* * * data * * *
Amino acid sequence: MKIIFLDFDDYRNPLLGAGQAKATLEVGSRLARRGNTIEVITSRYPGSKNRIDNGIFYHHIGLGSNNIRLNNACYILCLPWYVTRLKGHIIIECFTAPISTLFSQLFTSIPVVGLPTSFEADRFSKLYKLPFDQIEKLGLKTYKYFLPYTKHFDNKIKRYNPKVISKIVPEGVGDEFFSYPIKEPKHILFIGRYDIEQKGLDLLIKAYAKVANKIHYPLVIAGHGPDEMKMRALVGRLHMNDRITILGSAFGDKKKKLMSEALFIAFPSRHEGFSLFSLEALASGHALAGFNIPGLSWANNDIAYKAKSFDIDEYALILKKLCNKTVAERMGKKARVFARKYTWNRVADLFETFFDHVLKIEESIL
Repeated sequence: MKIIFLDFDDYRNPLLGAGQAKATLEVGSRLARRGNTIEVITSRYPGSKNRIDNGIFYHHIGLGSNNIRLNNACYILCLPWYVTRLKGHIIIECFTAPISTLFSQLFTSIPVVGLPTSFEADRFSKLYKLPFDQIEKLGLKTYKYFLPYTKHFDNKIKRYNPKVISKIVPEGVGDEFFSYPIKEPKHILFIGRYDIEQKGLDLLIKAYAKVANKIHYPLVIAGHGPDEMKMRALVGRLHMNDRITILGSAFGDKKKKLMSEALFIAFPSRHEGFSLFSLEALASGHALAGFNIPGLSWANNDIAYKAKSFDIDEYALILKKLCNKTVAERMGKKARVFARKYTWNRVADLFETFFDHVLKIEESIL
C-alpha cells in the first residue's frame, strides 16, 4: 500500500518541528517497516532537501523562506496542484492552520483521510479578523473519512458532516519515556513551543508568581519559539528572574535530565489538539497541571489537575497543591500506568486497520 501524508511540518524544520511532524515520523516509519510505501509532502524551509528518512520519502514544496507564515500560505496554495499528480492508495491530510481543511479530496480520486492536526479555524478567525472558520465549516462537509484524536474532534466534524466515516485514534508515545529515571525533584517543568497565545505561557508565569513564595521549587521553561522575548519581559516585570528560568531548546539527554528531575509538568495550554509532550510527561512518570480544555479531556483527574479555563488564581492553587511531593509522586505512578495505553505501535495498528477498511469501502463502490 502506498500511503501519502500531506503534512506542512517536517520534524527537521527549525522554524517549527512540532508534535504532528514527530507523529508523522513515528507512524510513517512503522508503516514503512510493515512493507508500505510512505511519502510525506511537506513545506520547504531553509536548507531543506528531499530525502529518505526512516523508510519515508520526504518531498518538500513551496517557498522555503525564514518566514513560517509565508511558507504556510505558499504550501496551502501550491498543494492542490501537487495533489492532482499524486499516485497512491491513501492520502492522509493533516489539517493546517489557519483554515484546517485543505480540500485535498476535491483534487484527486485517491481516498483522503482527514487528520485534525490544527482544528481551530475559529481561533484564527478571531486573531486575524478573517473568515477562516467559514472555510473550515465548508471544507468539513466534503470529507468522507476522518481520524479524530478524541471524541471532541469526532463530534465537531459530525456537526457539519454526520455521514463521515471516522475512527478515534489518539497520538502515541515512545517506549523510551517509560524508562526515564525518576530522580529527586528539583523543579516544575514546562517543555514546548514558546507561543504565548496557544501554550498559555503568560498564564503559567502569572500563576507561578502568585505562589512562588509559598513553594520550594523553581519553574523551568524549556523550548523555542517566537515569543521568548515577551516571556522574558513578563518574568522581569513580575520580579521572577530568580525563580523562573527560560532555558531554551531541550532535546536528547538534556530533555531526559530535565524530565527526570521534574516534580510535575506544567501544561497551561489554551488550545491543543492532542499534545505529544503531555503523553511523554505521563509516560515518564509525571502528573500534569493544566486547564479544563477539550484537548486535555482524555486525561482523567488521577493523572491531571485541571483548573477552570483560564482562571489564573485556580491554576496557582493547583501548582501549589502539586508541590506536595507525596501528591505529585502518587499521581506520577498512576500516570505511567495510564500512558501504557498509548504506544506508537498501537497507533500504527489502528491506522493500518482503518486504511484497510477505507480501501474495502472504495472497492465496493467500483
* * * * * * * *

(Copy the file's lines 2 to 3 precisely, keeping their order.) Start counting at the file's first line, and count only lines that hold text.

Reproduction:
Repeated sequence: MKIIFLDFDDYRNPLLGAGQAKATLEVGSRLARRGNTIEVITSRYPGSKNRIDNGIFYHHIGLGSNNIRLNNACYILCLPWYVTRLKGHIIIECFTAPISTLFSQLFTSIPVVGLPTSFEADRFSKLYKLPFDQIEKLGLKTYKYFLPYTKHFDNKIKRYNPKVISKIVPEGVGDEFFSYPIKEPKHILFIGRYDIEQKGLDLLIKAYAKVANKIHYPLVIAGHGPDEMKMRALVGRLHMNDRITILGSAFGDKKKKLMSEALFIAFPSRHEGFSLFSLEALASGHALAGFNIPGLSWANNDIAYKAKSFDIDEYALILKKLCNKTVAERMGKKARVFARKYTWNRVADLFETFFDHVLKIEESIL
C-alpha cells in the first residue's frame, strides 16, 4: 500500500518541528517497516532537501523562506496542484492552520483521510479578523473519512458532516519515556513551543508568581519559539528572574535530565489538539497541571489537575497543591500506568486497520 501524508511540518524544520511532524515520523516509519510505501509532502524551509528518512520519502514544496507564515500560505496554495499528480492508495491530510481543511479530496480520486492536526479555524478567525472558520465549516462537509484524536474532534466534524466515516485514534508515545529515571525533584517543568497565545505561557508565569513564595521549587521553561522575548519581559516585570528560568531548546539527554528531575509538568495550554509532550510527561512518570480544555479531556483527574479555563488564581492553587511531593509522586505512578495505553505501535495498528477498511469501502463502490 502506498500511503501519502500531506503534512506542512517536517520534524527537521527549525522554524517549527512540532508534535504532528514527530507523529508523522513515528507512524510513517512503522508503516514503512510493515512493507508500505510512505511519502510525506511537506513545506520547504531553509536548507531543506528531499530525502529518505526512516523508510519515508520526504518531498518538500513551496517557498522555503525564514518566514513560517509565508511558507504556510505558499504550501496551502501550491498543494492542490501537487495533489492532482499524486499516485497512491491513501492520502492522509493533516489539517493546517489557519483554515484546517485543505480540500485535498476535491483534487484527486485517491481516498483522503482527514487528520485534525490544527482544528481551530475559529481561533484564527478571531486573531486575524478573517473568515477562516467559514472555510473550515465548508471544507468539513466534503470529507468522507476522518481520524479524530478524541471524541471532541469526532463530534465537531459530525456537526457539519454526520455521514463521515471516522475512527478515534489518539497520538502515541515512545517506549523510551517509560524508562526515564525518576530522580529527586528539583523543579516544575514546562517543555514546548514558546507561543504565548496557544501554550498559555503568560498564564503559567502569572500563576507561578502568585505562589512562588509559598513553594520550594523553581519553574523551568524549556523550548523555542517566537515569543521568548515577551516571556522574558513578563518574568522581569513580575520580579521572577530568580525563580523562573527560560532555558531554551531541550532535546536528547538534556530533555531526559530535565524530565527526570521534574516534580510535575506544567501544561497551561489554551488550545491543543492532542499534545505529544503531555503523553511523554505521563509516560515518564509525571502528573500534569493544566486547564479544563477539550484537548486535555482524555486525561482523567488521577493523572491531571485541571483548573477552570483560564482562571489564573485556580491554576496557582493547583501548582501549589502539586508541590506536595507525596501528591505529585502518587499521581506520577498512576500516570505511567495510564500512558501504557498509548504506544506508537498501537497507533500504527489502528491506522493500518482503518486504511484497510477505507480501501474495502472504495472497492465496493467500483